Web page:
The leading and influential members of this church had such a profound regard for the authority of Jesus Christ, the laws of His Kingdom, the good of His cause and the honor of His name, that no disorderly living found favor in their sight. Their disapprobation was continual and prompt against all things that reproached the cause or dishonored the King in Zion. It will not be amiss to mention items that were subjects of corrective discipline: Lying; Sabbath breaking; husband and wife quarreling; drunkenness; fighting; leaving sureties to pay security debts; not providing to pay just debts; not paying assessments; absenting from the meetings of the church, and slander. Colored members were dealt with who refused to take their seats in the new house because they were provided for them in the gallery. Letters given to members who had been absent from the church and neighborhood were guarded in their recommendations. Public worship commenced at 11:00 o'clock in the summer, and 11:30 in the winter.
Closing the first period with March, 1823, giving four years' existence to the church she had received by letter 35; by baptism 1; restored 2; dismissed by letter 8; excluded 5; deaths unrecorded and not known; total number near 100. During this period five days had been appointed for fasting and prayer. At this time the church had two ordained ministers, Matthews and Montague; three licentiates, Gilmore, Robinson and William Whitaker; two Deacons and four Singing Clerks. From the records of this church it has been impossible to give the whole number of the membership at any of the periods ____ we record the _____. The reason is, for seventeen years the deaths of her members, with one exception, were not recorded. And many members, especially colored, passed from view without proper mention and record.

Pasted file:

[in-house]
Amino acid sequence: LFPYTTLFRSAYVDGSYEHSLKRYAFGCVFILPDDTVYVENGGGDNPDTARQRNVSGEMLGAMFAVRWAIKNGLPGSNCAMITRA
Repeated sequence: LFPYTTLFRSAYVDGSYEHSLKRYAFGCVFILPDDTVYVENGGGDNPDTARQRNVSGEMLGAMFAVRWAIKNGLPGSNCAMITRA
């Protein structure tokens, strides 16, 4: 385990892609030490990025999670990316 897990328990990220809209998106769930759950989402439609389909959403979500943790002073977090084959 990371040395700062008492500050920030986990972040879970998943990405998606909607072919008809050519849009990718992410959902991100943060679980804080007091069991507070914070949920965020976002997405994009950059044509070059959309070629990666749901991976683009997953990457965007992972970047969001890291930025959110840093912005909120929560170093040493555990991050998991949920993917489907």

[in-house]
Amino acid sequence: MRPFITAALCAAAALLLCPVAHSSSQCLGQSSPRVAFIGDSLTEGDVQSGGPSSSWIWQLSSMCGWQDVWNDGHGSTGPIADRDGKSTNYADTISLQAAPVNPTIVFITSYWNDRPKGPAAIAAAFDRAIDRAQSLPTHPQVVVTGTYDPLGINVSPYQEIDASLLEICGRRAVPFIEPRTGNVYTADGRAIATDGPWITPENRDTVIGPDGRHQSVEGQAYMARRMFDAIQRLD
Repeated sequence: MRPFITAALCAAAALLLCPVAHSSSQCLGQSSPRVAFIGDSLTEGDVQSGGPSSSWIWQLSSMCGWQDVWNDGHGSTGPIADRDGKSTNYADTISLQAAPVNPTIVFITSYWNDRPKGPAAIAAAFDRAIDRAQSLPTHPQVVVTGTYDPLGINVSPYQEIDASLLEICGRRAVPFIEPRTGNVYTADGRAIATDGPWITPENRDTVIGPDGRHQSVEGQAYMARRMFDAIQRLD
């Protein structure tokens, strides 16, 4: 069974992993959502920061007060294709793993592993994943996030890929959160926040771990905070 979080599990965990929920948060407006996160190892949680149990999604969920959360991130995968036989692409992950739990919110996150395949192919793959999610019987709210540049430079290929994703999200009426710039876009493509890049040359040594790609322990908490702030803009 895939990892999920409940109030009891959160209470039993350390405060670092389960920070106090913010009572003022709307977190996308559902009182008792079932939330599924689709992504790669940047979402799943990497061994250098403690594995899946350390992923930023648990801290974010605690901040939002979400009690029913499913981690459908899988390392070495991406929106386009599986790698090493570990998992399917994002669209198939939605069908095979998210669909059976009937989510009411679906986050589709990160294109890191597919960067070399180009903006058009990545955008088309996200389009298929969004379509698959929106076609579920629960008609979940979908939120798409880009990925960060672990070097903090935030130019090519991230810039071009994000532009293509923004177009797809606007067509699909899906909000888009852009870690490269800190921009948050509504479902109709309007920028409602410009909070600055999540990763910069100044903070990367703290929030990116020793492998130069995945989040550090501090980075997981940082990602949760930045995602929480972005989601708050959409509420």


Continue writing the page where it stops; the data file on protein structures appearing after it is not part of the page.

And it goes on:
SECOND PERIOD - In August, 1823, Benjamin Watts resigned as Church Clerk, and Lewis Webb was reappointed to that office. Beverly Ward, an active and useful member, obtained letters for himself and his wife to move to other parts.
The first half of the year 1824 was a period of special blessings to Sand Run Church. Seventeen were added to her membership by experience and baptism. Among that number were Owen Kirtley, John Montague, John Kirtley, Virginia Webb and Sally McCoy. On Sunday, the 25th of April, Landen Robinson was ordained to the work of the Gospel ministry, Matthews, Wilson and Dicken forming the Presbytery.
In November following, a motion was introduced by Thomas Whitaker, and adopted by the church, to hold meetings on the Sabbaths following the second Saturday in each month. It would appear from the record that monthly meetings only had been of regular appointment.
On the death of Absalom Graves, James Dicken and Landen Robinson, which occurred in 1826, the North Bend Association realized so deeply the general bereavement that she requested the churches to observe a day of fasting, humiliation and prayer for the divine blessing, which was done by Sand Run Church on the first Thursday in October following. In this same month Caty McDaniel was received for baptism, who proved to be a most excellent member, for her piety shone in all her walks of life. On the 29th of this month William Whitaker was ordained to the work of the Gospel ministry, Robert Kirtley, Lewis Conner and William Montague forming the Presbytery.
Chichester Matthews died September 7th, 1828 - the first death recorded in the minutes of the church proceedings to this date. A memoir of his life was prepared by Lewis Webb and Benjamin Watts, and recorded in the church book. His biography was written by James A. Kirtley, and published in connection with the biographies of Absalom Graves, James Dicken and Robert Kirtley.
In 1829 the church sustained further loss by granting letters of dismission to James Gilmore, licensed preacher, and Daniel Beal, a man of exemplary piety. But soon after this she received by letter James Terrill and Demus Moss, an ordained minister. Moss remained for only a few months and removed.